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IN

Remembrance of Sunny Days

IN A

FREE KIRK MANSE,

TO

THOSE WHO MADE THEM SUCH.

GREY CRAIGS.

CHAPTER I.

"The land where girt by friend or foe,
A man may speak the thing he will."
-TENNYSON.

HE inhabitants of the little seaport town of
Grey Craigs were a people rich in that

individuality of character which forms in its possessor strong lights and deep shadows. Honest they were, for the salt virtue of the sea seemed to have implanted in their nature a love of fair play and downright-heartedness in word and deed, which caused them to speak as they believed, and to act as they spoke.

Independent, for in general they were well to do in the world, either owning their own houses, or by steady industry having gained a competency, they possessed a freedom of manner and gait seldom acquired by those who struggle against poverty; and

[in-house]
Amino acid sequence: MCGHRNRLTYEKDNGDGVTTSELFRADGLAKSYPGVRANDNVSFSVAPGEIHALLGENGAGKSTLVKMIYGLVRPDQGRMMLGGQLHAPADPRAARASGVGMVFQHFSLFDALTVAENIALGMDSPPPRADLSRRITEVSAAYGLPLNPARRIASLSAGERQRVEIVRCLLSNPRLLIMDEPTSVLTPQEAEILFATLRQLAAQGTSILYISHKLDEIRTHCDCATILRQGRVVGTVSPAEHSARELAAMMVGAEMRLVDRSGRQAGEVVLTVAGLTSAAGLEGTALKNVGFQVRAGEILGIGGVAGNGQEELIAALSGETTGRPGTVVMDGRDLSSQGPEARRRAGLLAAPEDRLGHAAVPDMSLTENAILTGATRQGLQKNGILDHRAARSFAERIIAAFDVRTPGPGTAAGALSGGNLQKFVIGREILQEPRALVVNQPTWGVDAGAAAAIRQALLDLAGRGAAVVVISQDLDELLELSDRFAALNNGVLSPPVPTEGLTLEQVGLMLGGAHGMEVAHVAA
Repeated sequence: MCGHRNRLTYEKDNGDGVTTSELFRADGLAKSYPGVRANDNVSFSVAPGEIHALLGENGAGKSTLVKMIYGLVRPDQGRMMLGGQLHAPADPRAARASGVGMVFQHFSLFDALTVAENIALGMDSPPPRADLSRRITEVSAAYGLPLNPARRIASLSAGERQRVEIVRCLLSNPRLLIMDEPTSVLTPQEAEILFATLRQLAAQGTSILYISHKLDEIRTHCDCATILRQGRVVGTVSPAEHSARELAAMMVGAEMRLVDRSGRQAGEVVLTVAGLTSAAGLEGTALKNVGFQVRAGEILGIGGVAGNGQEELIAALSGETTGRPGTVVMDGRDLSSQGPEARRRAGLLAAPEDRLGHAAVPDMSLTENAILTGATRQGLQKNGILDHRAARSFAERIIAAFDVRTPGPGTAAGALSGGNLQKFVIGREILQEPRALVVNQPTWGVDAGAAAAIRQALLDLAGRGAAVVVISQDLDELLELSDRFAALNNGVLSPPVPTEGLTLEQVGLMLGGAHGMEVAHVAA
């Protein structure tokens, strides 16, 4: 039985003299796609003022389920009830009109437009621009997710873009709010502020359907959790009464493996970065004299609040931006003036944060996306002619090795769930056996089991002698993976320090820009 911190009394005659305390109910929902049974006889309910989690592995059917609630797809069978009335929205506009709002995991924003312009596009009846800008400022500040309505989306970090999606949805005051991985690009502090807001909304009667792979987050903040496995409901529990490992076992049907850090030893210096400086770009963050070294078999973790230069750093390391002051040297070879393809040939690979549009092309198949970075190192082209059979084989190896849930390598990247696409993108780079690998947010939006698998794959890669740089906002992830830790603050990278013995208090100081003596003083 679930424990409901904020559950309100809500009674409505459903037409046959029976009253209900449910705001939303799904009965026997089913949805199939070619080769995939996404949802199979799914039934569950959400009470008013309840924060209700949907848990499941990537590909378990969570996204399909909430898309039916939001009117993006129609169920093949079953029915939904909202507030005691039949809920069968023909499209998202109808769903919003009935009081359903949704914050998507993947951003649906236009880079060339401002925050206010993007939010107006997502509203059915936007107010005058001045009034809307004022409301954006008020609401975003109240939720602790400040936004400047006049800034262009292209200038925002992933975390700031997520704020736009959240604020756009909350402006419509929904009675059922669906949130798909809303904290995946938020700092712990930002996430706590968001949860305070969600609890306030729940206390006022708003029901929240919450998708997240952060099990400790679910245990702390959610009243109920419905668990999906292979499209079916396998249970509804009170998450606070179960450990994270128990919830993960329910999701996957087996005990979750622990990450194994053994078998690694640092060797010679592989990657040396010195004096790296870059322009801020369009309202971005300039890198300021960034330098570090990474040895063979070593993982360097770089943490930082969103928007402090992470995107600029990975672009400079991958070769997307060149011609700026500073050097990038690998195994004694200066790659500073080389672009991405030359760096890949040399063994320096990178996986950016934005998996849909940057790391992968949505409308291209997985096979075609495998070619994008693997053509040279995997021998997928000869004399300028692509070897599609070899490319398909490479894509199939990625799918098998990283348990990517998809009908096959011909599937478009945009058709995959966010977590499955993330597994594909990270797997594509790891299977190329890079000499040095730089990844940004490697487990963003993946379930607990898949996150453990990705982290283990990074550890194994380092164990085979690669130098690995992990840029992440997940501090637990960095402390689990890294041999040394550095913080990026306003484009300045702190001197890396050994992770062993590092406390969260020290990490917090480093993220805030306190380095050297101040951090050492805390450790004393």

A

so if a stranger passed them as they lounged in the summer evenings by their doors, or sat on the rocks discoursing gravely on the evils of the times, the chance is not one of the group would touch his hat, or even pull the short black pipe from his lips if addressed.

Bold and courageous, too, they were, as well as indomitable in spirit and mighty in perseverance, having an element of strength in their sinews with which more effeminate natures could not cope. While the eldest son of the family remained at home to till the ground, the younger ones usually followed the occupation of fishermen, a precarious calling on that rock-bound coast-hence the dangers to which they were exposed gave generally a grave earnestness to their strong and individual characters.

Then, their religious feelings were profound and powerful, making them forsake the parish church for the earnest and more spiritual preaching of the humble meeting-house; and in the stillness of the Sabbath evening, as group after group bent their steps across the Links from that rude edifice, they might invariably be heard discoursing with each other upon points of deep spiritual theology.

The superstitions of the olden time still lingered amongst them, filling their minds with simple wonder at, and a readiness to believe in, everything supernatural-from the hideous hob

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